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Keywords:Unemployment insurance 

Report
When the tide goes out: unemployment insurance trust funds and the Great Recession, lessons for and from New England

The unemployment insurance (UI) program is a federal-state program aiming to: (1) provide temporary, partial compensation for the lost earnings of individuals who become unemployed through no fault of their own and (2) serve as a stabilizer during economic downturns by injecting additional resources into the economy in the form of benefit payments. Each state, plus the District of Columbia, Puerto Rico, and the Virgin Islands, operates its own UI program within federal guidelines. ; Since the onset of the Great Recession in late 2007, two-thirds of state UI programs depleted their trust funds ...
New England Public Policy Center Research Report , Paper 12-1

Journal Article
Unemployment insurance policy in New England: background and issues

Almost two-thirds of the states, and all the New England states except New Hampshire, have exhausted their unemployment insurance trust fund and borrowed from the federal government at least once during the past 35 years. Under such circumstances, states are required by law to raise unemployment insurance taxes in order to replenish their trust funds and to pay off their debts to the federal government. Since higher unemployment insurance taxes increase employer costs, replenishment forces states into a trade-off between economic competitiveness and trust fund adequacy. In recent years, ...
New England Economic Review , Issue May , Pages 3-22

Journal Article
New ways of evaluating state unemployment insurance

Comparisons among state unemployment insurance systems can be misleading. Frequently quoted indicators of the generosity of their benefits, competitiveness, and adherence to the experience-rating principal are influenced by states' relative economic conditions, thereby obscuring underlying structural differences. Moreover, because the indicators are statewide averages, they obscure important intrastate differences in tax and benefit treatment across types of firms and workers. This article offers alternative indicators based on a simulation approach designed to alleviate these problems. The ...
New England Economic Review , Issue Mar , Pages 15-40

Report
Why did the average duration of unemployment become so much longer?

This paper examines the causes of the observed increase in the average duration of unemployment over the past thirty years. First we analyze whether changes in the demographic composition of the U.S. labor force, particularly the age and gender composition, can explain this increase. We then consider the contribution of institutional changes, such as the change in the generosity and coverage of unemployment insurance. We find that changes in the composition of the labor force and institutional changes can only partially account for the longer duration of unemployment. We construct a job ...
Staff Reports , Paper 194

Report
Subsidizing job creation in the Great Recession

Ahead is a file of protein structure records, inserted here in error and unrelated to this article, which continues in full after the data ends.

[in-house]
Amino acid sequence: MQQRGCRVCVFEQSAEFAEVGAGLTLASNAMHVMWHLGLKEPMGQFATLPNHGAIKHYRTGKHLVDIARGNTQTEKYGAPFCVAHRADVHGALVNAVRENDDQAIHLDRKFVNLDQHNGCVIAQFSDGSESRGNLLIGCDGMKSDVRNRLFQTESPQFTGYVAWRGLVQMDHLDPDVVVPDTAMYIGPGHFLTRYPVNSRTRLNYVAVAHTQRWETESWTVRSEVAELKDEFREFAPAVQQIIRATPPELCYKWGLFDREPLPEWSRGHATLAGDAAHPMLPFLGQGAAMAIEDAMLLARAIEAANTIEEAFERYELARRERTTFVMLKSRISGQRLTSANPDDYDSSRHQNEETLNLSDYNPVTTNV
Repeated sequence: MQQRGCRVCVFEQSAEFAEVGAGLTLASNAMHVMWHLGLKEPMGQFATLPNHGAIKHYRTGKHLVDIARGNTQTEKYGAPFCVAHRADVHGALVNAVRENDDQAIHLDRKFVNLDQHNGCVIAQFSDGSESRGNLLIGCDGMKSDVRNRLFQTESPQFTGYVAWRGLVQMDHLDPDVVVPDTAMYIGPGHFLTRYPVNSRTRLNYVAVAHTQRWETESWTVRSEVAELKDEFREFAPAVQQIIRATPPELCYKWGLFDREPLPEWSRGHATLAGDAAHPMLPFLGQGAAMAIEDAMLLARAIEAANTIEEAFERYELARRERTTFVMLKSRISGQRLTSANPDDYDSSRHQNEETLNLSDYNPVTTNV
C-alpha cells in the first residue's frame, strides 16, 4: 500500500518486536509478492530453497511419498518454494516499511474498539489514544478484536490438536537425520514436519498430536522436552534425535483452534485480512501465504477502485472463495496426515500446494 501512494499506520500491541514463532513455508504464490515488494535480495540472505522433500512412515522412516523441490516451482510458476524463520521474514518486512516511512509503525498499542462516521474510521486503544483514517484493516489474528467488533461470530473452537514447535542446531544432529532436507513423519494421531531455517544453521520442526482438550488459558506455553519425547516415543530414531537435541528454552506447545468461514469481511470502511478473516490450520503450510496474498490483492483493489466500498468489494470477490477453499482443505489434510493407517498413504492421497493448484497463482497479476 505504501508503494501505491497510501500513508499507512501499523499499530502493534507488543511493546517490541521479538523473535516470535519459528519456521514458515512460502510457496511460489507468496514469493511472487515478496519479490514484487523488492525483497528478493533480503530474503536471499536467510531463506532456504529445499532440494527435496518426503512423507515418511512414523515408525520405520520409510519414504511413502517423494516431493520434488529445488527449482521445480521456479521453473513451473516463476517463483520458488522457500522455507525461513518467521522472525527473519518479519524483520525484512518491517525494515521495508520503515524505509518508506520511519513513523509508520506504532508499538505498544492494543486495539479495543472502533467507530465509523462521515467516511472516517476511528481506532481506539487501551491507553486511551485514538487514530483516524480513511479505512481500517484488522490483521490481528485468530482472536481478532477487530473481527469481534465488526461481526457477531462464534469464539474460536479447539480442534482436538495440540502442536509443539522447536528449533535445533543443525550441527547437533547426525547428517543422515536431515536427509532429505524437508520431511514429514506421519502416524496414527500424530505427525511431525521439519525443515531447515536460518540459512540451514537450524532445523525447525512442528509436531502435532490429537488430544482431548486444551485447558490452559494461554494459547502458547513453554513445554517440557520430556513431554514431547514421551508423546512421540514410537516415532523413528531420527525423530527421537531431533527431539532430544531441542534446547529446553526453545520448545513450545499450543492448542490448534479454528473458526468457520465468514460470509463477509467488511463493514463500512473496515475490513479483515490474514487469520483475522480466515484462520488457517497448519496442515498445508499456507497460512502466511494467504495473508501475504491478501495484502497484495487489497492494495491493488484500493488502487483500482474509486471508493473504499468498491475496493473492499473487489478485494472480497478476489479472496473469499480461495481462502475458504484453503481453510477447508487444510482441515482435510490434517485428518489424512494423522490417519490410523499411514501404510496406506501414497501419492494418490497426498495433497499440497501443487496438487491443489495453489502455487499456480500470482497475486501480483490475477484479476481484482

We analyze the effects of various labor market policies on job creation, job destruction, and employment. The framework of Mortensen and Pissarides (2003) is used to model the dynamic interaction between firms and workers and to simulate their responses to alternative policies. The equilibrium model is calibrated to capture labor market conditions at the end of 2009, including the unemployment, inflow, and outflow rates by workers of different educational attainment. We consider the equilibrium effects of a hiring subsidy, a payroll tax reduction, and an employment subsidy. While calibrating ...
Staff Reports , Paper 451

Journal Article
Unemployment in Canada and the United States: the role of unemployment insurance benefits

Quarterly Review , Volume 14 , Issue Win

Report
Unemployment in Canada and the U.S.: lessons from the 1980's

Research Paper , Paper 8911

Working Paper
Universal Basic Income versus Unemployment Insurance

In this paper we compare the welfare effects of unemployment insurance (UI) with an universal basic income (UBI) system in an economy with idiosyncratic shocks to employment. Both policies provide a safety net in the face of idiosyncratic shocks. While the unemployment insurance program should do a better job at protecting the unemployed, it suffers from moral hazard and substantial monitoring costs, which may threaten its usefulness. The universal basic income, which is simpler to manage and immune to moral hazard, may represent an interesting alternative in this context. We work within a ...
Working Papers , Paper 2014-47

Working Paper
Unemployment insurance: a state economic development perspective

Working Paper Series, Regional Economic Issues , Paper 1989/2

Working Paper
Unemployment insurance and the uninsured

Under federal-state law workers who quit a job are not entitled to receive unemployment insurance benefits. To show how the existence of the uninsured affects wages and employment, I extend an equilibrium search model to account for two types of unemployed workers: those who are currently receiving unemployment benefits and for whom an increase in unemployment benefits reduces the incentive to work, and those who are currently not insured. For these, work provides an added value in the form of future eligibility, and an increase in unemployment benefits increases their willingness to work. ...
Working Paper Series , Paper 2006-48

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